[33] p., Frank Leslie’s Chimney Corner, v. IX, no. 211, June 12, 1869

Frank Leslie’s Chimney Corner (2 issues added)
[https://digital.library.villanova.edu/Item/vudl:649008]
[https://digital.library.villanova.edu/Item/vudl:649028]

Golden Days : for Boys and Girls, v. VIII, no. 1, December 4, 1886

Golden Days (volume index + 2 issues added)
[https://digital.library.villanova.edu/Collection/vudl:650112]

New York Ledger (1 issue added)
[https://digital.library.villanova.edu/Item/vudl:648147]

Front cover, detail, Saturday Night, v. V, no. 52, Saturday, September 19, 1868

Saturday Night (1 issue)
[https://digital.library.villanova.edu/Item/vudl:649170]

People’s Home Journal (1 issue added)
[https://digital.library.villanova.edu/Item/vudl:648299]

Portland Transcript (4 issues)
[https://digital.library.villanova.edu/Item/vudl:649817?lookfor=title%3Ajune]

Image Collection

Engraving, “Home Rule”, 1882
[https://digital.library.villanova.edu/Item/vudl:650589]

Villanova Student author collection

Undergraduate Honors Theses

Thesis (15 added)
[https://digital.library.villanova.edu/Search/NewItem?range=5&department=&filter%5B%5D=format%3A%22Villanova+Student+Authorship%22]

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Falvey Then and Now, Through the lens of an Intern

  In my senior year of college, I found myself in a stressful living situation and so became a frequent visitor to the basement reading room of Falvey Library. We became fast friends since we spent so much time together (the moment it opened until its closing). At a time of immense confusion and uncertainty, Falvey embraced me with a quiet, steady sense of permanence that I so desperately needed. Yes, it was an escape, but it was also the perfect place for reflection without distraction. It was where a young woman could uncover her inner strength and achieve academic success through focus and fortitude. These very qualities would help me get through the tragedy of the 9-11 terrorist attacks that I experienced in New York, not long after graduation.  

  Twenty years later, the library beckons again, this time as an intern finishing up a Master’s in Library and Information Science from Clarion University. It’s proven to be a very different experience than as an undergrad, especially amidst a pandemic where movement is limited. Students and faculty are finding their own ways through another stressful period of history, and the library evolves. There’s still permanence in those physical walls, though they’ve become less significant for me. Indeed, what I’ve learned most is that the library has played a key role in tearing down metaphorical walls in order to improve access to information. Of course, it’s not just the building itself that holds weight, but the precious information it maintains waiting for students and faculty to discover. 

  With urgency, the pandemic has revealed the importance of information without barriers and the speed in which researchers and scientists need unencumbered access to digital journal articles, studies, and data sets. These concepts drive the Open Access publishing movement, which has been of particular interest to me as information needs change amidst this pandemic. I was thrilled to have the opportunity to work with Sarah Wipperman in the Scholarly Communications Department on a guide to Open Access (OA). Sarah was generous with her time, patient with questions, and incredibly knowledgeable about copyright, fair use, and scholarly publishing in general. We explored big picture concepts pertaining to new ways of publishing such as: What is Open Access? How can it affect stakeholders? What OA options and funding are available at Villanova and beyond? How will publishing in various ways affect the breadth of readership? The guide we developed presents students and faculty with information regarding different avenues for publishing their work. Each scholarly publishing experience is unique, but arming writers and researchers with quality information and options prior to signing agreements and publishing is essential. We hope that the document we created will be a useful tool in helping Villanovans make pivotal publishing decisions now and into the future.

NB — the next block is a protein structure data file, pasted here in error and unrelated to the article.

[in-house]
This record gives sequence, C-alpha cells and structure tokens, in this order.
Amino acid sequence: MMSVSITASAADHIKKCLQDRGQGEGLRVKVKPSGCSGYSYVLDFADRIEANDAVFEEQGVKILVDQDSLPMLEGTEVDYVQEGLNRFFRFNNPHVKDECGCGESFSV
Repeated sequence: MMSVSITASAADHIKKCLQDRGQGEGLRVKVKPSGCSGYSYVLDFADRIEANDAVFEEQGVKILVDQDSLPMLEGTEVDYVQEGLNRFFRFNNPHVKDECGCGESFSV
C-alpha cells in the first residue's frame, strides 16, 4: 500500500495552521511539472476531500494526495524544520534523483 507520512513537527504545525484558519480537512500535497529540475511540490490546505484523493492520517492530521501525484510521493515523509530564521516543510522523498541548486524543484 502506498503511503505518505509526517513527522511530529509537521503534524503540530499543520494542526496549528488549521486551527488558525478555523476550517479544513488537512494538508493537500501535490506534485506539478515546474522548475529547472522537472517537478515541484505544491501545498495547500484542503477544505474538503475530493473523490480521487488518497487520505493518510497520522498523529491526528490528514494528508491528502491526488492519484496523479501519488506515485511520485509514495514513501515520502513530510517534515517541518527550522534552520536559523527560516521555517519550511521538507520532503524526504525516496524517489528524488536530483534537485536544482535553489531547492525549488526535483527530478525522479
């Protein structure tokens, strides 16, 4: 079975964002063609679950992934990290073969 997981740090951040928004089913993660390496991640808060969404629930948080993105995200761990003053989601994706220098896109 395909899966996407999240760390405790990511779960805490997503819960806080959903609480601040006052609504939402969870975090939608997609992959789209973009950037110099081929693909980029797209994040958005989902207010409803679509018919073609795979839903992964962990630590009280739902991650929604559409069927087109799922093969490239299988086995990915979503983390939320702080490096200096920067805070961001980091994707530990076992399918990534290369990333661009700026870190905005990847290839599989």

While this internship hasn’t been in person, I still hear the student and faculty voices, this time in the articles I’ve read and archived for Beaudry Allen with the Documenting Covid Digital Archives project. While I archived articles about significant events in the past year which seem indelibly linked to the COVID-19 pandemic such as lockdowns, local BLM protests, themes of racial inequity, sexual assaults, vaccination efforts, effects on learning and the economy, I found myself eventually gravitating toward the stories told by individuals, which vary according to experience and societal lens. A look back on the year from the Villanovan Magazine, “A Letter to the Class of 2021”, Philadelphia Magazine’s “Coronavirus Pandemic Impact Stories” provide the viewpoints of regular Villanovans and Philadelphians struggling to see the light at the end of the tunnel in this pandemic. We hope that the content captured during this difficult time will provide future generations with a balanced perspective and general history, as well as a means of processing the events of these last 18 months. Afterall, the effects of the pandemic reach well beyond the virus itself. Experience has shown this Villanovan that while we cannot control negative events that arise, we can process and learn from them, and try to make sense of what has occurred. In due course, these experiences will shape us, and the university itself, in ways we’d never imagine.  

_________________________________________________________________________________